Entrepreneurship and the Built Environment
Posted: 1 Oct 2016
Date Written: September 30, 2016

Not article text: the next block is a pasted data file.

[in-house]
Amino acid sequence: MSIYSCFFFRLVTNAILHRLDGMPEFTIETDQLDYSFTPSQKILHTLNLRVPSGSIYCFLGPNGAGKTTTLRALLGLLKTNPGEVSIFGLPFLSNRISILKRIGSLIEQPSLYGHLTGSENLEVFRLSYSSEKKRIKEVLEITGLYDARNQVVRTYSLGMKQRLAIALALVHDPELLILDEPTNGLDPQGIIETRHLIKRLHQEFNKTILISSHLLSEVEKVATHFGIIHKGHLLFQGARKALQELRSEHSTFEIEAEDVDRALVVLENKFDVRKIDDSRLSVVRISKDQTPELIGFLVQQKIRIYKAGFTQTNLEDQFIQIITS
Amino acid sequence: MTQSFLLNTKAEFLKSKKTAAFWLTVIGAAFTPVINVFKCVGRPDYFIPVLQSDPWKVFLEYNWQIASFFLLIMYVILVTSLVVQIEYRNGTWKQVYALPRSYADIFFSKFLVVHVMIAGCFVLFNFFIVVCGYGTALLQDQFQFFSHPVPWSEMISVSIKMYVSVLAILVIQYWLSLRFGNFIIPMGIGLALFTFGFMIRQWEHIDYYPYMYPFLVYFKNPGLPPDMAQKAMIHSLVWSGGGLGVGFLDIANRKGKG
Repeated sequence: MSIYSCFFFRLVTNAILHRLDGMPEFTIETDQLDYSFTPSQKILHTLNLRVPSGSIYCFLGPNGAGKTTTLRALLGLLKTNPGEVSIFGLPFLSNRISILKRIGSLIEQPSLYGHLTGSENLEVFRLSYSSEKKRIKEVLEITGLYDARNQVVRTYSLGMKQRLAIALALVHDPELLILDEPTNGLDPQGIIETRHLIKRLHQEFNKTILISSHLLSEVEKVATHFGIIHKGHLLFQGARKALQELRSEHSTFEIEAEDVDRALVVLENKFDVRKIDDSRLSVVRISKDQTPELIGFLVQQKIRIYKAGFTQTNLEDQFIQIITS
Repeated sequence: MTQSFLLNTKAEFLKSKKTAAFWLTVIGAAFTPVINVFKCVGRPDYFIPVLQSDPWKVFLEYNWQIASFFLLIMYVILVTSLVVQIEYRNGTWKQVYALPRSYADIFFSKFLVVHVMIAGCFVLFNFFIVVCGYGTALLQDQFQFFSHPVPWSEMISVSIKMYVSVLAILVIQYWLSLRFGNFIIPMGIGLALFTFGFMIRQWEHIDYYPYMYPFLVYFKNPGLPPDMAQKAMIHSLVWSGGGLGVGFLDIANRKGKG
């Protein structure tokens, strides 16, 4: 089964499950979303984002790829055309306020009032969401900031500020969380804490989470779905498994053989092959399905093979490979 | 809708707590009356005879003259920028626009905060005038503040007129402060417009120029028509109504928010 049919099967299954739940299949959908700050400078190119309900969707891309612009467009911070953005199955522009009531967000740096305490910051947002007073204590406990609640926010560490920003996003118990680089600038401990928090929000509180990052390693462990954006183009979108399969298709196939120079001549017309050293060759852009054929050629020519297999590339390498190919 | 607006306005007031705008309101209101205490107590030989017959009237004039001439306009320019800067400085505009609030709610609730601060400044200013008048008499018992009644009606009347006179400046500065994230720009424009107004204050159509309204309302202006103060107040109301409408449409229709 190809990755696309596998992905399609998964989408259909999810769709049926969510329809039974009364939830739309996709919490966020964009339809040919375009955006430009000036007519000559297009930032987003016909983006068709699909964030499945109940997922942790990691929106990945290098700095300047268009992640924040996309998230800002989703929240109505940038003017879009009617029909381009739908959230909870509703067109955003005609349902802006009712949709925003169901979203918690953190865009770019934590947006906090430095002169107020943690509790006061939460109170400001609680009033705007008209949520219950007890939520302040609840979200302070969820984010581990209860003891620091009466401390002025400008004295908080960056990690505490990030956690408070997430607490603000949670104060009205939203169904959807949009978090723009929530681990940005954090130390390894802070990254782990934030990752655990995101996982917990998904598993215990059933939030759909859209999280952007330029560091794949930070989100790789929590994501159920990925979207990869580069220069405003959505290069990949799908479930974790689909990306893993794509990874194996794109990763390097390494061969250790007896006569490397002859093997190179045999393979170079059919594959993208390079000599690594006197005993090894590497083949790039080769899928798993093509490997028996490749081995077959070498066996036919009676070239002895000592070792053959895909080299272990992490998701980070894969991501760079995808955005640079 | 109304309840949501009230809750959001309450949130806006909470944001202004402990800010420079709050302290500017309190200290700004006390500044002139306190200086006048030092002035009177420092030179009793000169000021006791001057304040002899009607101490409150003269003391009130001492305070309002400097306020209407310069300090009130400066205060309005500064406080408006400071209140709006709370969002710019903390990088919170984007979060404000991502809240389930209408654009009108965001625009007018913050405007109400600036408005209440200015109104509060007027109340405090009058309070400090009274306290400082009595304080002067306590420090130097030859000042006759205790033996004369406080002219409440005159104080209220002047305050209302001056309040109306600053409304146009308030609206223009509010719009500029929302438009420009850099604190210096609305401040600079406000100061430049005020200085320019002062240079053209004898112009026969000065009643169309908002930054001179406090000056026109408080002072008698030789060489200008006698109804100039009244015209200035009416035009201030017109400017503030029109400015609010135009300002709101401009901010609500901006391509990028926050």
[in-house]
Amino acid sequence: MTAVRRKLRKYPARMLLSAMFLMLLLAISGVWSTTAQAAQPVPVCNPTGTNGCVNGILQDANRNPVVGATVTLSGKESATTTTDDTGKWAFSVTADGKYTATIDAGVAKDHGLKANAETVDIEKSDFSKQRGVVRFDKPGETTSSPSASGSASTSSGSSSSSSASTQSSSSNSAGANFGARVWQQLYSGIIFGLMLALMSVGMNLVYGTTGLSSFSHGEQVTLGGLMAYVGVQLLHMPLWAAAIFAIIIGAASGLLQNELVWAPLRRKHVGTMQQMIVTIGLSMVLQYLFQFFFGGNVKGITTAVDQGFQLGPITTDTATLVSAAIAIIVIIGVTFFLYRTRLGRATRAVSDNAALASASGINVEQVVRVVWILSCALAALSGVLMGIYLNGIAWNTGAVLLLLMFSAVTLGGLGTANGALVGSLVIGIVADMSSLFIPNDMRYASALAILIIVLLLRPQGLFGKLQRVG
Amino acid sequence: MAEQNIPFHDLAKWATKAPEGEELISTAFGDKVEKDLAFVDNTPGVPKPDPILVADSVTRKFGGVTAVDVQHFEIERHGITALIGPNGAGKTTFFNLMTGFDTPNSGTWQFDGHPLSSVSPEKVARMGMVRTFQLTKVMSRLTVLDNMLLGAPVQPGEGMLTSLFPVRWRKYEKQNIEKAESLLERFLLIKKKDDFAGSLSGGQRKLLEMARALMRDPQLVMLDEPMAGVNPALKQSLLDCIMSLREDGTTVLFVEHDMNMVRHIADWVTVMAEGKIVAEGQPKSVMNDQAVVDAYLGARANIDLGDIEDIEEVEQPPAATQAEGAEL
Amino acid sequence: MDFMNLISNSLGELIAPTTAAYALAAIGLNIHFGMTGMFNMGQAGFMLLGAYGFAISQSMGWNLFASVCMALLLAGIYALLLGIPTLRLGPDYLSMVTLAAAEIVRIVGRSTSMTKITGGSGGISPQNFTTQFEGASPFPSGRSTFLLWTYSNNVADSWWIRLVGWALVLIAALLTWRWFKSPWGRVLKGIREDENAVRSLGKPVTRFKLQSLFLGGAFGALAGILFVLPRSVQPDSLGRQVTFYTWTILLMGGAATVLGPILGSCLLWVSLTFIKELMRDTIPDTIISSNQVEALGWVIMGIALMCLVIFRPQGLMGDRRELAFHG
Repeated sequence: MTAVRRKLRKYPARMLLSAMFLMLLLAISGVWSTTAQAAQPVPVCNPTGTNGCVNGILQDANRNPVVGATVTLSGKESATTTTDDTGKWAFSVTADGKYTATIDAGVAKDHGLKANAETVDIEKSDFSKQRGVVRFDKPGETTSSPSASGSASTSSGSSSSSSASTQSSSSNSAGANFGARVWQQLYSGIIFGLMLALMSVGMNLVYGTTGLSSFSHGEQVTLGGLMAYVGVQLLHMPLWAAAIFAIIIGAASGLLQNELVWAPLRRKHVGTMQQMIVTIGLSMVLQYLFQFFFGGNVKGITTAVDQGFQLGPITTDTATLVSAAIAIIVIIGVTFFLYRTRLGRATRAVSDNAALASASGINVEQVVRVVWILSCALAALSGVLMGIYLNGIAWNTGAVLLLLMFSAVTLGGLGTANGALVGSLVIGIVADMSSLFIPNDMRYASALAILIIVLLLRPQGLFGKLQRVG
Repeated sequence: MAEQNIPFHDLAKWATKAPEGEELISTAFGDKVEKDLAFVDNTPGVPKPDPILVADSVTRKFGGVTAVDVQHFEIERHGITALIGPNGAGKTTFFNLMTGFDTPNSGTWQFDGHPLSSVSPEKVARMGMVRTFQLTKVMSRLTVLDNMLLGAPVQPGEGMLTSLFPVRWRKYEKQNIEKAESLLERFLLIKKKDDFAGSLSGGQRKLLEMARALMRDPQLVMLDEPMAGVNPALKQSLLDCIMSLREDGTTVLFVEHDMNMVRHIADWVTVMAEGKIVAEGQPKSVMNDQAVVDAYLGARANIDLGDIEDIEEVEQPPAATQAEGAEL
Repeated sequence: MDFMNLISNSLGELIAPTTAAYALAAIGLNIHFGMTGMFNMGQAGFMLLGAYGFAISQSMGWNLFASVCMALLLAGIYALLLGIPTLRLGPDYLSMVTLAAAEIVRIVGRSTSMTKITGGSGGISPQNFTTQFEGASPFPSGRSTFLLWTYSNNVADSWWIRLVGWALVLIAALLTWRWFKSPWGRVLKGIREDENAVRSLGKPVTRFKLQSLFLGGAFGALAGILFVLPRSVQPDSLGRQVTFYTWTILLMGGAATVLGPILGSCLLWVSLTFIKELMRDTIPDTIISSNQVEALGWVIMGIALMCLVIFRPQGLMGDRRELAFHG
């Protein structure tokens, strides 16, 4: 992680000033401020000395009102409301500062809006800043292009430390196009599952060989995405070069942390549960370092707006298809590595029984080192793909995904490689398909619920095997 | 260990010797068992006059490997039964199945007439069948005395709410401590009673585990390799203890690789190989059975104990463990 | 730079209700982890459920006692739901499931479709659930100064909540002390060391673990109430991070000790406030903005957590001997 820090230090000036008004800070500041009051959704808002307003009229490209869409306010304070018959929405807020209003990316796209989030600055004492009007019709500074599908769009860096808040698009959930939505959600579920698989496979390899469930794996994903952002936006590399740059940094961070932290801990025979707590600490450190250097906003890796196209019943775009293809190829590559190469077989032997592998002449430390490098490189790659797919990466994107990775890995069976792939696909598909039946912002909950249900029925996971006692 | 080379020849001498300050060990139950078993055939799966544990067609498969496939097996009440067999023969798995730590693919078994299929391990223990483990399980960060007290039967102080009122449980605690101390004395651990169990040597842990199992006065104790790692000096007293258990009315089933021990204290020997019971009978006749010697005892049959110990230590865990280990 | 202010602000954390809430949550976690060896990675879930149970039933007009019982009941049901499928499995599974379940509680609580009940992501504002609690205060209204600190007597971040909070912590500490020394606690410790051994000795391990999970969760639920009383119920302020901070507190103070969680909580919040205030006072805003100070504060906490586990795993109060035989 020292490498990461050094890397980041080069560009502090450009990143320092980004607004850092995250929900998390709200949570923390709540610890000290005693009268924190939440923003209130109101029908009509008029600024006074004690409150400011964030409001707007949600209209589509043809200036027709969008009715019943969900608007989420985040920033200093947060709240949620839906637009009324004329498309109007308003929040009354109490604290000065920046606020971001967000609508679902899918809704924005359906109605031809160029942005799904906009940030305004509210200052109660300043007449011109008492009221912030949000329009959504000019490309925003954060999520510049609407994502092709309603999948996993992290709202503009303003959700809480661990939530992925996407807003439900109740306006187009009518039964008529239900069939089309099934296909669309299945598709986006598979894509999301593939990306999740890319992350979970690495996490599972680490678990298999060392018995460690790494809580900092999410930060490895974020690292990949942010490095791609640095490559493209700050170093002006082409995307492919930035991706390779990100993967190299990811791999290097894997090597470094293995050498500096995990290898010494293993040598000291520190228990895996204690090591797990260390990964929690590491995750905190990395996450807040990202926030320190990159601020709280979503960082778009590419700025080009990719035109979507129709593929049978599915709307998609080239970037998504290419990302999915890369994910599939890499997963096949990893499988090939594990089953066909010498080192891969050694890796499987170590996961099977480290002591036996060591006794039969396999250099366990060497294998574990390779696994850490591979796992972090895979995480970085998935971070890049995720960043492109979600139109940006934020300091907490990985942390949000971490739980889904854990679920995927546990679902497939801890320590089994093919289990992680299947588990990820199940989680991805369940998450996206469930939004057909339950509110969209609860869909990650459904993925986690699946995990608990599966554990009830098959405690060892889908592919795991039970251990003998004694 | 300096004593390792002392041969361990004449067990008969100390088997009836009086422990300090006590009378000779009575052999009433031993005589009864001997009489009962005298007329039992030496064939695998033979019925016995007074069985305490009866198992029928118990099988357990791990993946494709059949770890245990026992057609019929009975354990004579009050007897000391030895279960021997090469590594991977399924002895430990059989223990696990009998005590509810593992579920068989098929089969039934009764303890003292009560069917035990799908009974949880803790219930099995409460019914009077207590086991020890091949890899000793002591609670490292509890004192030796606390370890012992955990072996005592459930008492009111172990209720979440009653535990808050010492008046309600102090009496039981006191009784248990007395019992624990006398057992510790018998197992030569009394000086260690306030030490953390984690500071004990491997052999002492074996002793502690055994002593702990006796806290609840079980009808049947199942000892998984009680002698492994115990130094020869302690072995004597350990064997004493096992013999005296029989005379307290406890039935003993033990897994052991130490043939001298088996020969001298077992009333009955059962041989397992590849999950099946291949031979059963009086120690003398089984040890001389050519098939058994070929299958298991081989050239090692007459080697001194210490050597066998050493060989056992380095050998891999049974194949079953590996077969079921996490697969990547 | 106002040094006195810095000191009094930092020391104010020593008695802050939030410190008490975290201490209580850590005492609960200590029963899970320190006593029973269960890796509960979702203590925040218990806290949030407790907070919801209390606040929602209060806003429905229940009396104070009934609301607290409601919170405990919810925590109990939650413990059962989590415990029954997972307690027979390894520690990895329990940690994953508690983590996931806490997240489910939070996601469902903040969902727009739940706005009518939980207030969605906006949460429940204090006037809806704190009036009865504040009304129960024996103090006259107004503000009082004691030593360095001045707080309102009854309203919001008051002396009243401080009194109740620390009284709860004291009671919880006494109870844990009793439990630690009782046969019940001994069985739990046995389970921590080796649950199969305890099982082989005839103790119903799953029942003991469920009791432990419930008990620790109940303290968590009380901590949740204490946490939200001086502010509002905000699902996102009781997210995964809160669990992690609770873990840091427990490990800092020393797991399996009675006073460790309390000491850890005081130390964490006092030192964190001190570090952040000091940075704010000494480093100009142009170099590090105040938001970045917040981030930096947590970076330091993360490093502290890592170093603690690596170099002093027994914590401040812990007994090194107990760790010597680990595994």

This Article will explore the relationship between entrepreneurship and the built environment by examining a significant obstacle to transportation network startups' expansion: outdated land use regulations that require significant parking requirements that decrease urban density and, in turn, consumer demand for such startup's services. Some of the resistance likely originates from landowners who, for example, anticipate their holdings will decrease in property value due to higher density and traffic. To these interest groups, reforming land use laws in this way represents a significant wealth transfer to transportation network startups. This Article proposes that one way transportation network startups might earn the support of these landowners – and, in turn, the city councils and zoning boards that represent their interests – could be to recognize reform of the laws and regulations governing the built environment as a capital raising strategy. In exchange, landowners and cities would be given a stake in the capital structure of transportation network startups that benefit from land use reforms that drive higher passenger demand and otherwise monetize underutilized urban spaces.
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